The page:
The Great War is over and a long-awaited engagement is on, but all is not tranquil at DOWNTON ABBEY as wrenching social changes, romantic intrigues, and personal crises grip the majestic English country estate for a third thrilling season.
With the return of its all-star cast plus guest star Academy Award®-winner Shirley MacLaine, DOWNTON ABBEY, Season 3 airs over seven Sundays on PBS beginning on January 6, 2013. BWW brings you a series of interviews with the award-winning cast of this popular PBS series. Next up, actors Brendan Coyle and Michelle Dockery.
AN INTERVIEW WITH Brendan Coyle (John Bates)
You know your character has made an impact when you start seeing your face on T-shirts.
“A friend in LA was working on a film recently and he sent me a photograph of one of the crew wearing a Free Bates T-shirt. I don’t have one but maybe that’s my Christmas presents sorted out...”
According to Coyle an entire Free Bates campaign is being waged round the world, after the stoic valet was sentenced to life imprisonment for the murder of his wife.
“On Twitter there’s a Legal Bates team and there was a Free Bates rally in San Francisco recently. Free Bates car stickers are quite a thing over there. In fact fans have started making a whole load of Free Bates merchandise. Licensing? Now you’re talking...”
Despite the public clamour (and the T-shirts) series three begins with Bates no closer to freedom than when we left him.
“He’s in prison,” says Coyle. “And he’s finding it a bit tedious to be honest - he’s very much in isolation from everyone else. And he’s getting bullied a bit. He’s pushed and provoked by people in prison who have taken against him.”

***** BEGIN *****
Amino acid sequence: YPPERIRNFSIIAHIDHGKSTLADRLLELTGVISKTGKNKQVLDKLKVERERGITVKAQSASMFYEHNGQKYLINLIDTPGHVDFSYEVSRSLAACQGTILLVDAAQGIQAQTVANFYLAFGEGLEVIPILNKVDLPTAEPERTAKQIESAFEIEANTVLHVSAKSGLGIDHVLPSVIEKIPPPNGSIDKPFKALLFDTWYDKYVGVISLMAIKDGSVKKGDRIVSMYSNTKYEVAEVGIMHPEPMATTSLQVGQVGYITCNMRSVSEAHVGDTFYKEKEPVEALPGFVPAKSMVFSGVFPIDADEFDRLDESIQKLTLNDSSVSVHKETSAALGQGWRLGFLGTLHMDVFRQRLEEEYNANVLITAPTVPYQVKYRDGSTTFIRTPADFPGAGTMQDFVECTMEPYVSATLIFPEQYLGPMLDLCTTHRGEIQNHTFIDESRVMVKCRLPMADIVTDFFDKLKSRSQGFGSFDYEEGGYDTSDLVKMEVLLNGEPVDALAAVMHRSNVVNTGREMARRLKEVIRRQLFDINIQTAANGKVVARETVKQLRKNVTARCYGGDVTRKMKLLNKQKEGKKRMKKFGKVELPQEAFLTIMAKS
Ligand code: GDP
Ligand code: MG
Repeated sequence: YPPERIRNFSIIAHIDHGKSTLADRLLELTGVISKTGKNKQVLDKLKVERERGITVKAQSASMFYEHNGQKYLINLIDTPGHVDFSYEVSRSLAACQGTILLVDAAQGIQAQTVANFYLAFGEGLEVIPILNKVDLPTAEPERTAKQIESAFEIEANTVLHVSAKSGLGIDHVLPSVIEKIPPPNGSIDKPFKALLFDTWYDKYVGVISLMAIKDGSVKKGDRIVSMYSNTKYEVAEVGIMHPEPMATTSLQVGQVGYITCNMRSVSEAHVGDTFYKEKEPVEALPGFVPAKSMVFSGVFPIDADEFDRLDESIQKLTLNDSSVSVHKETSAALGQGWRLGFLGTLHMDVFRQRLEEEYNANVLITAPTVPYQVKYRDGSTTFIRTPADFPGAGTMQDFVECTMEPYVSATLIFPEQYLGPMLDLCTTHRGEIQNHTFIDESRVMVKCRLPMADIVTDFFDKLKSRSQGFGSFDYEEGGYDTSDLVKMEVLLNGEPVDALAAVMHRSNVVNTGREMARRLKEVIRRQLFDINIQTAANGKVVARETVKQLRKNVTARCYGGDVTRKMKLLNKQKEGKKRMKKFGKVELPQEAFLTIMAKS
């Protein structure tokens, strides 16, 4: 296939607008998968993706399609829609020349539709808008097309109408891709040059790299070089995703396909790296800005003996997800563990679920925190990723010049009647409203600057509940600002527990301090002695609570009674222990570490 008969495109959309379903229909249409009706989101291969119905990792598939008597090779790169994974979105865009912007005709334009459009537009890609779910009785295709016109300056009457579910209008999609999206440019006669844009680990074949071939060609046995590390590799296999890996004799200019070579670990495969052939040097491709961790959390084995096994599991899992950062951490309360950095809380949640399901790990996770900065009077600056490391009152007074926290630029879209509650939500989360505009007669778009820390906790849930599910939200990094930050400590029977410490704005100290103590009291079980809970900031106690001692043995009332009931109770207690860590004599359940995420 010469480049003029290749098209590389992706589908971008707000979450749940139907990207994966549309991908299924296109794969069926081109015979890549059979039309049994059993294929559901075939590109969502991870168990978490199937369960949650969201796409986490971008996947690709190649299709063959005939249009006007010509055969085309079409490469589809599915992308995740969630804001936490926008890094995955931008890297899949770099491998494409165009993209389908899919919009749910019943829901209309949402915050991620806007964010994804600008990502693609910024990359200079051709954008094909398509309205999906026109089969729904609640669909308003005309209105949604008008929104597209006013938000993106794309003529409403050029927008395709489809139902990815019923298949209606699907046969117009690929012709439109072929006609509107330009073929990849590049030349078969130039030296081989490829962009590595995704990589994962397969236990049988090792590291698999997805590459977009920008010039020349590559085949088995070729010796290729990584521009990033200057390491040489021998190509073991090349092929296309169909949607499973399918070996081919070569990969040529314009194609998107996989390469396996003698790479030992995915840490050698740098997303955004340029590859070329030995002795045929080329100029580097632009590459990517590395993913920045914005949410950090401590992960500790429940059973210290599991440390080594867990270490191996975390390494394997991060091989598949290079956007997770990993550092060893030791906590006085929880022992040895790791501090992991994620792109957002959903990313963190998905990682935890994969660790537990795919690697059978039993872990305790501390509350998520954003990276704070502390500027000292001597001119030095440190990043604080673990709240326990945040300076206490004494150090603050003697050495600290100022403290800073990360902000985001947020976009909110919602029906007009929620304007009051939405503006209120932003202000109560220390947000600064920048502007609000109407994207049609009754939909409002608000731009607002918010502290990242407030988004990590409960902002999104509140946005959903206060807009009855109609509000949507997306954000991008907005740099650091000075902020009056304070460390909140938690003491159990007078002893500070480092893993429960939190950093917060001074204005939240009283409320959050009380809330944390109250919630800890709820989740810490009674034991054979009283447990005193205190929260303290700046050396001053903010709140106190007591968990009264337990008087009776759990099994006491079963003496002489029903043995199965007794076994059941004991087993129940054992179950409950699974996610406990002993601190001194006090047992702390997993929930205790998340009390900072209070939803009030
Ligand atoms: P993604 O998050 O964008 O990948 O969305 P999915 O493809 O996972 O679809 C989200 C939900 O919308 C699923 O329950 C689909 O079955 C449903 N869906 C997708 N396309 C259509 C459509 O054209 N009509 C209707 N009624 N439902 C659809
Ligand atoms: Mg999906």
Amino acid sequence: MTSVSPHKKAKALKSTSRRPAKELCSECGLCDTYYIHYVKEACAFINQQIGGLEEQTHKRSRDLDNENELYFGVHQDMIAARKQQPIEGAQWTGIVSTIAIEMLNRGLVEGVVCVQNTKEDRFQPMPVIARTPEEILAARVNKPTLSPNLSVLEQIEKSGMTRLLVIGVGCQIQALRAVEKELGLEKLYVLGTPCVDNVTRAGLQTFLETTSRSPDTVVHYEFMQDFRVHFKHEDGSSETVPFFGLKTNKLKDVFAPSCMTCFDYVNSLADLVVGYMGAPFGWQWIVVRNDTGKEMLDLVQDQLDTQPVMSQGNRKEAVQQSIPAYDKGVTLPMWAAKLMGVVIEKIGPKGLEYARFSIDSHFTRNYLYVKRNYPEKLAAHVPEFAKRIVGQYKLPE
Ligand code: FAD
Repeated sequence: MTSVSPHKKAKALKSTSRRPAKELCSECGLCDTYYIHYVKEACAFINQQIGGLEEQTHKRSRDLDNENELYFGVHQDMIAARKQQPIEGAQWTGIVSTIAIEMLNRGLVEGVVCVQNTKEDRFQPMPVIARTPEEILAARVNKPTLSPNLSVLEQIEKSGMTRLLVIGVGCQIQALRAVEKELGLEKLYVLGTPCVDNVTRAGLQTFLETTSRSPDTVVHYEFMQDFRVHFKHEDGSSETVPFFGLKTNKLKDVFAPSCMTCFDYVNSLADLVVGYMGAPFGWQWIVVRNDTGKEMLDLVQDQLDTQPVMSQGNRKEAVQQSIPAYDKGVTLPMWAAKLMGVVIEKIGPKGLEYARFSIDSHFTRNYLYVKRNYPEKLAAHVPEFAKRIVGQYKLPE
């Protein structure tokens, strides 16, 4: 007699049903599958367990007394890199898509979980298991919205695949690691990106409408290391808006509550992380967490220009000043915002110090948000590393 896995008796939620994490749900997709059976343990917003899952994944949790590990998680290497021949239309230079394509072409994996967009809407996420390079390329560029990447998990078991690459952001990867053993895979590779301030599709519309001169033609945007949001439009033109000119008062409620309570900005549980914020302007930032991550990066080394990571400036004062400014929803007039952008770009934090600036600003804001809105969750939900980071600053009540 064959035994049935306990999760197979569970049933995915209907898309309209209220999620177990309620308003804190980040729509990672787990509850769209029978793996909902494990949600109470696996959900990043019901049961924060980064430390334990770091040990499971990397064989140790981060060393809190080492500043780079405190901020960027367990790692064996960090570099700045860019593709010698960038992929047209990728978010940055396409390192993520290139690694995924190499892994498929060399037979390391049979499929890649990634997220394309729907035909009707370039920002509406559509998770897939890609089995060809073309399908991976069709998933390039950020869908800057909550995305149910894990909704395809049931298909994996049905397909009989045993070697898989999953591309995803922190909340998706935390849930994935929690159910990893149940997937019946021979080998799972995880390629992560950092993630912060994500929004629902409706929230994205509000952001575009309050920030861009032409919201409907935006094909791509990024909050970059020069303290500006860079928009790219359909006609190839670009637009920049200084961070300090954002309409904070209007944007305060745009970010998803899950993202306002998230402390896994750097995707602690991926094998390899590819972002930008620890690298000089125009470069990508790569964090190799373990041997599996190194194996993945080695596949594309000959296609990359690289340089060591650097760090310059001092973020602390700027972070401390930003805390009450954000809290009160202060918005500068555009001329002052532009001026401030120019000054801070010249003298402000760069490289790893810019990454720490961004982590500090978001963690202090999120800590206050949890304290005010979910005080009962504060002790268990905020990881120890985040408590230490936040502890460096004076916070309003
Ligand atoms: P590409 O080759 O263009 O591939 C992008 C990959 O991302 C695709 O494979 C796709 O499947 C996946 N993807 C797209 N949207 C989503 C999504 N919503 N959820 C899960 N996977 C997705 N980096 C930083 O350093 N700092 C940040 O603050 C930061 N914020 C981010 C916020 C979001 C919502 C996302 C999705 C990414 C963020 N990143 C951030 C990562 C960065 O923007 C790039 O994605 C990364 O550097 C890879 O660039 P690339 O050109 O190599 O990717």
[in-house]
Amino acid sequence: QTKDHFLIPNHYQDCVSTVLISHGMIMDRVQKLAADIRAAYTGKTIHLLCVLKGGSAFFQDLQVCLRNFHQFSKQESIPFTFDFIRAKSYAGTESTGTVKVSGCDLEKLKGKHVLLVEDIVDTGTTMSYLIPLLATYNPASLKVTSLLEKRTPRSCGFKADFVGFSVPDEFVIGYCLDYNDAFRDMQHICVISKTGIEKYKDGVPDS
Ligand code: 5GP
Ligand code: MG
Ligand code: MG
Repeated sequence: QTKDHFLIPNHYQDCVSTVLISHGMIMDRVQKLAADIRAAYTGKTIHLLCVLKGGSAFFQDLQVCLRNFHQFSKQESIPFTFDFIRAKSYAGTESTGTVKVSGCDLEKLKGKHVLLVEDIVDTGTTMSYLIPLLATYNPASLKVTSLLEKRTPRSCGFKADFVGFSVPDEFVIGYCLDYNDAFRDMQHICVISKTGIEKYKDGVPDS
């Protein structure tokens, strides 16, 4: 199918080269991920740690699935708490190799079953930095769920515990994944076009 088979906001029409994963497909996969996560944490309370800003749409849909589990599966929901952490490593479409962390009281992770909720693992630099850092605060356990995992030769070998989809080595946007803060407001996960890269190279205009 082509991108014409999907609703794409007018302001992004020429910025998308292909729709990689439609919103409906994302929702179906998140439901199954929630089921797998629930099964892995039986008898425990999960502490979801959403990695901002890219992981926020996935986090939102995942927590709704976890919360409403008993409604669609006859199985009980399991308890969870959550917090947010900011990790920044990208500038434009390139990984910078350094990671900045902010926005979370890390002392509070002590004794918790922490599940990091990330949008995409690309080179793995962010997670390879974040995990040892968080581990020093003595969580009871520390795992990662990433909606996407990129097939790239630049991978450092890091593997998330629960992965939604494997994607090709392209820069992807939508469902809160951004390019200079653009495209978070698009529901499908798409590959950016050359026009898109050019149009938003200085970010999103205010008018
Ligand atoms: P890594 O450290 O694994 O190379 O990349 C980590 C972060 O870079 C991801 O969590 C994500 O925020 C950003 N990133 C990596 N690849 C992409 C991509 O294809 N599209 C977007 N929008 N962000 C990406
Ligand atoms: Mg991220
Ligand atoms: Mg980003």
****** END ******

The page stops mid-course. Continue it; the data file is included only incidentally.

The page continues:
There is always a sense with Bates that beneath a calm veneer there is anger just waiting to be vented. How far can a man be taunted before he snaps?
“When anyone’s provoked you might see a response that you don’t expect. We know that he’s had a bit of a dark past. He’s a fighting man, he’s probably killed in his past so that sort of temper, that dark side comes to the fore in extreme circumstances.”
While Anna tries to find proof of Bates’ innocence, the valet himself has to contemplate a life behind bars.
“He’s profoundly depressed most of the time. He does find some hope when he realises that Anna has not given up on him. But his mental state is one of extreme depression – as you’d expect from someone who’s been in a Victorian prison.”
Coyle knows of what he speaks – some of Bates’ prison scenes were filmed at Lincoln Castle, in a three-tiered preserved Victorian prison set within the castle walls.
“It’s a museum really and they allowed us to go and activate that,” says Coyle. “That gives it a sense of scale and scope and textual feel, a grandness. You really got the sense of somewhere very imposing as opposed to just being in a dark cell.”